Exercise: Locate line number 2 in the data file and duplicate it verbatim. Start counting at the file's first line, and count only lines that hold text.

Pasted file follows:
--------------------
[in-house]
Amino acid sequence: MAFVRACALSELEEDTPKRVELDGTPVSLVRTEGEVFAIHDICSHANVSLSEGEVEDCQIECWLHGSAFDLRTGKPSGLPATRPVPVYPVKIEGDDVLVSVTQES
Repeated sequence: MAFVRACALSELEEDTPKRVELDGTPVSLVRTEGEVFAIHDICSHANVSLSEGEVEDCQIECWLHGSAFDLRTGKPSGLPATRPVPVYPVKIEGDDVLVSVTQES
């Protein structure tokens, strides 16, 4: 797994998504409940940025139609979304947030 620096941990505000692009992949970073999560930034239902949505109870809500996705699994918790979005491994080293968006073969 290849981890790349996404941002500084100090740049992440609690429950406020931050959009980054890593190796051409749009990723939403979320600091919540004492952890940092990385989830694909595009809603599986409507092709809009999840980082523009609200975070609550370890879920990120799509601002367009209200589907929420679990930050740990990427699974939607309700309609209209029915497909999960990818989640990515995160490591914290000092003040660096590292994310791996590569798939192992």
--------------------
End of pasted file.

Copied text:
Amino acid sequence: MAFVRACALSELEEDTPKRVELDGTPVSLVRTEGEVFAIHDICSHANVSLSEGEVEDCQIECWLHGSAFDLRTGKPSGLPATRPVPVYPVKIEGDDVLVSVTQES